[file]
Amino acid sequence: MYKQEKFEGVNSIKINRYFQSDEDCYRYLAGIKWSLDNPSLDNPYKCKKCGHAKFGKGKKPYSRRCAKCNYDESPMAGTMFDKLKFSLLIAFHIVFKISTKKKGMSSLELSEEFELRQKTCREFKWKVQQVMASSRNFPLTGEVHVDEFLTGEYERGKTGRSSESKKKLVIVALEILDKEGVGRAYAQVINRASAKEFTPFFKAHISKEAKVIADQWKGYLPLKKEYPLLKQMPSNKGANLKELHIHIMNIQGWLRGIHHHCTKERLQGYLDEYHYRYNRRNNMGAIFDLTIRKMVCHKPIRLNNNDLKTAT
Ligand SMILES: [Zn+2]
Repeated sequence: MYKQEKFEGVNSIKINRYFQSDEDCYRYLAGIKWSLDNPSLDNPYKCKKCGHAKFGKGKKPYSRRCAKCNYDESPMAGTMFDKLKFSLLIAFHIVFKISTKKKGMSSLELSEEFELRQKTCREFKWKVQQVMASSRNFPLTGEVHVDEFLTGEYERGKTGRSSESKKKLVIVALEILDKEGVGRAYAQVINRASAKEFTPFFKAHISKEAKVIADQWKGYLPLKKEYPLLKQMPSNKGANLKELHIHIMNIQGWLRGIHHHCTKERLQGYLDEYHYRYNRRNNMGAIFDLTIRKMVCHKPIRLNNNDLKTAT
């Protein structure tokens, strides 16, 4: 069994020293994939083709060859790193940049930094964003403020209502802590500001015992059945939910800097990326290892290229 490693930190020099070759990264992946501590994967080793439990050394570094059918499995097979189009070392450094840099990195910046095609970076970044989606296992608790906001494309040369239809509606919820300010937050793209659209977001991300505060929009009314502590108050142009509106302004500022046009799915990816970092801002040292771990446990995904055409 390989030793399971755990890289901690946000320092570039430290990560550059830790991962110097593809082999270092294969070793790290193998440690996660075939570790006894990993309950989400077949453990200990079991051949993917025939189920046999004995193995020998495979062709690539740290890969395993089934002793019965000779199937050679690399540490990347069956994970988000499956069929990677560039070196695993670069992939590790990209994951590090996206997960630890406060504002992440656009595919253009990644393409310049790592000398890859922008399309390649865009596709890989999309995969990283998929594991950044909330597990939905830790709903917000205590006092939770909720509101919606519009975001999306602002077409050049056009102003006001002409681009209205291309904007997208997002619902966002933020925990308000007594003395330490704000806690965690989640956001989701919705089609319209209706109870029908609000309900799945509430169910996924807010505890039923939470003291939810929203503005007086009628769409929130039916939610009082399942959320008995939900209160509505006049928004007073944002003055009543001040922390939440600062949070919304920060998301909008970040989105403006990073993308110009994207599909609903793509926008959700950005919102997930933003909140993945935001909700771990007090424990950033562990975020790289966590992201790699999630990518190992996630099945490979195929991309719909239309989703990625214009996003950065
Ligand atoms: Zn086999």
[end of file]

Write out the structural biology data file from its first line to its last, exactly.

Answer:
Amino acid sequence: MYKQEKFEGVNSIKINRYFQSDEDCYRYLAGIKWSLDNPSLDNPYKCKKCGHAKFGKGKKPYSRRCAKCNYDESPMAGTMFDKLKFSLLIAFHIVFKISTKKKGMSSLELSEEFELRQKTCREFKWKVQQVMASSRNFPLTGEVHVDEFLTGEYERGKTGRSSESKKKLVIVALEILDKEGVGRAYAQVINRASAKEFTPFFKAHISKEAKVIADQWKGYLPLKKEYPLLKQMPSNKGANLKELHIHIMNIQGWLRGIHHHCTKERLQGYLDEYHYRYNRRNNMGAIFDLTIRKMVCHKPIRLNNNDLKTAT
Ligand SMILES: [Zn+2]
Repeated sequence: MYKQEKFEGVNSIKINRYFQSDEDCYRYLAGIKWSLDNPSLDNPYKCKKCGHAKFGKGKKPYSRRCAKCNYDESPMAGTMFDKLKFSLLIAFHIVFKISTKKKGMSSLELSEEFELRQKTCREFKWKVQQVMASSRNFPLTGEVHVDEFLTGEYERGKTGRSSESKKKLVIVALEILDKEGVGRAYAQVINRASAKEFTPFFKAHISKEAKVIADQWKGYLPLKKEYPLLKQMPSNKGANLKELHIHIMNIQGWLRGIHHHCTKERLQGYLDEYHYRYNRRNNMGAIFDLTIRKMVCHKPIRLNNNDLKTAT
């Protein structure tokens, strides 16, 4: 069994020293994939083709060859790193940049930094964003403020209502802590500001015992059945939910800097990326290892290229 490693930190020099070759990264992946501590994967080793439990050394570094059918499995097979189009070392450094840099990195910046095609970076970044989606296992608790906001494309040369239809509606919820300010937050793209659209977001991300505060929009009314502590108050142009509106302004500022046009799915990816970092801002040292771990446990995904055409 390989030793399971755990890289901690946000320092570039430290990560550059830790991962110097593809082999270092294969070793790290193998440690996660075939570790006894990993309950989400077949453990200990079991051949993917025939189920046999004995193995020998495979062709690539740290890969395993089934002793019965000779199937050679690399540490990347069956994970988000499956069929990677560039070196695993670069992939590790990209994951590090996206997960630890406060504002992440656009595919253009990644393409310049790592000398890859922008399309390649865009596709890989999309995969990283998929594991950044909330597990939905830790709903917000205590006092939770909720509101919606519009975001999306602002077409050049056009102003006001002409681009209205291309904007997208997002619902966002933020925990308000007594003395330490704000806690965690989640956001989701919705089609319209209706109870029908609000309900799945509430169910996924807010505890039923939470003291939810929203503005007086009628769409929130039916939610009082399942959320008995939900209160509505006049928004007073944002003055009543001040922390939440600062949070919304920060998301909008970040989105403006990073993308110009994207599909609903793509926008959700950005919102997930933003909140993945935001909700771990007090424990950033562990975020790289966590992201790699999630990518190992996630099945490979195929991309719909239309989703990625214009996003950065
Ligand atoms: Zn086999």